How to Plan for the Future


  1. Advance Directives

    1. OOHDNR (Instructions): An Out-of-Hospital DNR is a legal form that tells emergency medical professionals not to start or continue certain life-saving procedures. DNR is short for "do not resuscitate." Resuscitation is when someone who has stopped breathing and whose heart has stopped beating is restored to consciousness If you are not in the hospital and have a medical emergency that makes you unconscious, emergency medical professionals (EMS) may be called to help.
    2. OOHDNR (Form to be completed):
      1. Is free
      2. Does not affect your will, estate, or finances
      3. Does not affect your health or life insurance premiums
      4. Is signed by your doctor
      5. Applies only to certain procedures given by EMS, hospital emergency room personnel, nursing home staff, or other health care professionals
      6. Allows you to have some control over how much medical treatment you receive and for how long
      7. Does not prevent treatment and medicine to reduce pain
      8. Does not allow mercy killing or assisted suicide
      9. Does not require a lawyer or notary to complete
      10. Can be canceled (revoked) at any time, regardless of your mental state
      11. Out-of-Hospital DNR Order: Information and Answers | - Providing Free and Reliable Legal Information & Forms for Civil Legal Issues in Texas
    3. Medical Power of Attorney (English): Relationship that is created by a patient and a person that accepts the designation of being able to make health care decisions on their part, only at the time you are unable to make the healthcare decisions for yourself. (Notary or 2 witnesses required).
    4. Medical Power of Attorney (Spanish): Relación que es creada por un paciente y una persona que acepta la designación de poder tomar decisiones de atención médica por su parte. (Se requiere notario o 2 testigos).
    5. Durable Power of Attorney: notary required.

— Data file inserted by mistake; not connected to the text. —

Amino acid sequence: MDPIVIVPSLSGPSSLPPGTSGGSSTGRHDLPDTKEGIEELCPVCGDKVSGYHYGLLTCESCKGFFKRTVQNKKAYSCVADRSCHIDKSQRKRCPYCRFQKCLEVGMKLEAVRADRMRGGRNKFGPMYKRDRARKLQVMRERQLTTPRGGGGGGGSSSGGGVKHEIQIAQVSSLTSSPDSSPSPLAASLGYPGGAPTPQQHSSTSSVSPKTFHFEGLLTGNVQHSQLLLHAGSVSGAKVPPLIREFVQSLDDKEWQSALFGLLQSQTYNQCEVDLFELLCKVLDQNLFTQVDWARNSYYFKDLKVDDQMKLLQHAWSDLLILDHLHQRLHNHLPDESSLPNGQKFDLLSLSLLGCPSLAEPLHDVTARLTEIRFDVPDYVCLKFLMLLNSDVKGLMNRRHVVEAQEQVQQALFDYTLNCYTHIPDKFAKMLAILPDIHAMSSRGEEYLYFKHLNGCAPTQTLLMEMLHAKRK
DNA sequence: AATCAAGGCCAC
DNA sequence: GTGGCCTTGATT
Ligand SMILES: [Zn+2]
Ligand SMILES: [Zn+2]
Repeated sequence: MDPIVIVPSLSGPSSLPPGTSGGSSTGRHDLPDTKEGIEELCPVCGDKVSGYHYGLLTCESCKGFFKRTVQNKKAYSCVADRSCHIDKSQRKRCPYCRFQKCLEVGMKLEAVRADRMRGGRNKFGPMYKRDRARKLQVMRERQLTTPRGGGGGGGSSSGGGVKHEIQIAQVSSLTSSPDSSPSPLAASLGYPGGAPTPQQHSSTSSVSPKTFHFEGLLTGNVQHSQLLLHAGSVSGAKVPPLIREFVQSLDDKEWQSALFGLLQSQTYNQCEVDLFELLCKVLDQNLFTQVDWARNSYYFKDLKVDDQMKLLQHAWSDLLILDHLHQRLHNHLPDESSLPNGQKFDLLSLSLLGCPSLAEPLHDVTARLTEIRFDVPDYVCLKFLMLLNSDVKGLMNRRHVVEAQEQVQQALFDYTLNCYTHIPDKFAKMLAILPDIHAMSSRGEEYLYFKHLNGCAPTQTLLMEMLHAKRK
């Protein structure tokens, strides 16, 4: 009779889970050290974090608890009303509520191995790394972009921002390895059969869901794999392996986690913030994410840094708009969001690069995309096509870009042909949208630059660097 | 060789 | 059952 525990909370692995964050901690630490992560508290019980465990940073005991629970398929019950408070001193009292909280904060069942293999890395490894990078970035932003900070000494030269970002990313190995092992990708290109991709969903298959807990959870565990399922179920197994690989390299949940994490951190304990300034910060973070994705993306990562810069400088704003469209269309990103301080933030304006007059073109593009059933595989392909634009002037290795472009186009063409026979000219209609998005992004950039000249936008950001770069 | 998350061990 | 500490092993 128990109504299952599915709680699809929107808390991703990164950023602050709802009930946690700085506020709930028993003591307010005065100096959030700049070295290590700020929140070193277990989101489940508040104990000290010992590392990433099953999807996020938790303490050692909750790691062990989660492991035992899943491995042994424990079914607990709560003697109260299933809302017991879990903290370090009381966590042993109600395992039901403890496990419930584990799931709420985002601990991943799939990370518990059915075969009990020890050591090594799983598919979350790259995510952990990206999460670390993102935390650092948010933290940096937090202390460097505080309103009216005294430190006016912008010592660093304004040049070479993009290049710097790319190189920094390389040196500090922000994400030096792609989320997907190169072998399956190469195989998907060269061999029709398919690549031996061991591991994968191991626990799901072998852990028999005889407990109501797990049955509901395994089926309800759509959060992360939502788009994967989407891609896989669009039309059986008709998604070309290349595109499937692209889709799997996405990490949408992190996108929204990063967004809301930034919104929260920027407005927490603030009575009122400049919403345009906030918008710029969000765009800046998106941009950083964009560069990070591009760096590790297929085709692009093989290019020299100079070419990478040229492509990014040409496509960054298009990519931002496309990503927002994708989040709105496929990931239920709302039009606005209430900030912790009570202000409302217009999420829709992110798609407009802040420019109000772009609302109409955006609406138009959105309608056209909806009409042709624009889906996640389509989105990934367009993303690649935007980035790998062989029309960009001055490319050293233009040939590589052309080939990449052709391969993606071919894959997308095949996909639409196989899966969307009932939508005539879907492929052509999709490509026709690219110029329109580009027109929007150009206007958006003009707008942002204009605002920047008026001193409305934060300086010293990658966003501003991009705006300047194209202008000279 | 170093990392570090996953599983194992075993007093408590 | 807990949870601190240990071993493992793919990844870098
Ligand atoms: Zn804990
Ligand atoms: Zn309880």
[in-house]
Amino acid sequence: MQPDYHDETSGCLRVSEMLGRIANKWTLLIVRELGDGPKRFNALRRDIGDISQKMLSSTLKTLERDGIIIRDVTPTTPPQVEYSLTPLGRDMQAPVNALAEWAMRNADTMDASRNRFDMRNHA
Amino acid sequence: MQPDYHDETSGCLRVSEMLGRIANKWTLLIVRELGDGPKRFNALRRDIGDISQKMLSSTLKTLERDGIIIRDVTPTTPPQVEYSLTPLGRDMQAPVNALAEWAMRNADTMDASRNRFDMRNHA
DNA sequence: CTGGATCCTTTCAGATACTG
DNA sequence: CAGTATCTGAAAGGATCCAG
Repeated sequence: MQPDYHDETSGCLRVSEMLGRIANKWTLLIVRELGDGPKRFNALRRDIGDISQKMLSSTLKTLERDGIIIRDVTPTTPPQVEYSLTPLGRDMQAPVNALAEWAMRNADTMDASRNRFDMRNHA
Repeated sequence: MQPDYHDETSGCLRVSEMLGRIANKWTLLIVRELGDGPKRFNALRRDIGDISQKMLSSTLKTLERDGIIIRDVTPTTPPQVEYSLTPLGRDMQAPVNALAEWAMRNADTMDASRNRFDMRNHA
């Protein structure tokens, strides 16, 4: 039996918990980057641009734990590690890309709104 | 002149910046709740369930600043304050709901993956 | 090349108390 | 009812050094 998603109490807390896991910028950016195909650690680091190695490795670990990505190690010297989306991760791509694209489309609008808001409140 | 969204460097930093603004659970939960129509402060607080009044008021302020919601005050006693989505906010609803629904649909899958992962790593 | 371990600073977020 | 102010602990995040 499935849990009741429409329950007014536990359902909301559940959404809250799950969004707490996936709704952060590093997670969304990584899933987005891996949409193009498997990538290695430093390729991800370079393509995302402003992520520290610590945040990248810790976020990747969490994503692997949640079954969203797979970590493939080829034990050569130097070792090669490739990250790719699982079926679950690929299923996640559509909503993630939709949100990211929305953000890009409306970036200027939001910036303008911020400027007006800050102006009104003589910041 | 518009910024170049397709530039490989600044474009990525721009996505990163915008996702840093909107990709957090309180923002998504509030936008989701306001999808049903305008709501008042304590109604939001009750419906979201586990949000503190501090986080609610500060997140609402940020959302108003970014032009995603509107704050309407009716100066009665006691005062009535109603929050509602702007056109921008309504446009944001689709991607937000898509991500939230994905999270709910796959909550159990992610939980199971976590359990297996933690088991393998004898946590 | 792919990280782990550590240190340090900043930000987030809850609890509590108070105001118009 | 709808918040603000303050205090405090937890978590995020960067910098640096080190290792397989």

6. Living Will: A living will is a legal document that tells others what your personal choices are about end-of-life medical treatment.
  2. How to pay for Long Term Care:

    • Many people think that Medicare will pay for their long-term care expenses, but this usually is not true. Instead, people have to rely on their savings, long-term care insurance or Medicaid to cover the costs. And while Medicaid pays for the largest share of long-term care services, to qualify your income and assets must be below a certain level and you must meet the minimum state eligibility requirements. To find out if you might be eligible for Medicaid or to apply for benefits, visit Some people use a combination of payment sources. 
      • Note: Texas is required by federal law to have a Medicaid Estate Recovery Program. This means that if you received Medicaid long-term care services, the state of Texas has the right to ask for money back from your estate after you die. In some cases, the state may not ask for anything back, and the state will never ask for more money back than it paid for your services. (HHS.GOV)
  3. Common payment sources include:

    1. Personal Resources: This includes your or your loved one’s savings, investments, or assets.
    2. Long Term Care Insurance: As with other forms of insurance, long term care insurance allows a person to pay a known, affordable premium cost to protect against the risk of much larger care expenses. Long term insurance is designed to meet long term care needs that may include a variety of medical, personal, or social care service
    3. Medicaid: The cost of a nursing home in Texas ranges from $3,000 to $4,000 a month (University of Texas). If you do not have much income or other resources, Medicaid may pay for a nursing home. You can talk to a Texas Health and Human Services employee about Medicaid. You will have to live in a nursing home for 30 consecutive days before you can apply for services.
  4. End-of-Life Planning 

    1. Preparing for a FuneralOne of the more difficult things you may ever have to do is plan a funeral. This booklet, along with the Hope Hospice staff, is designed to help you by providing information, written and verbal resources and community contacts as you progress through the planning of a funeral or memorial service.
    2. Planning with Hope: A majority of Americans do not have their "ducks in a row" in terms of end-of-life plans or having things documented. This tool is a guide for you and your family to consolidate information about advance directives, your will and other executed documents, medical history, financial information, your wishes for your funeral, as well as a checklist for survivors to follow in the weeks after someone's passing. This document has fillable fields or may be printed out and handwritten.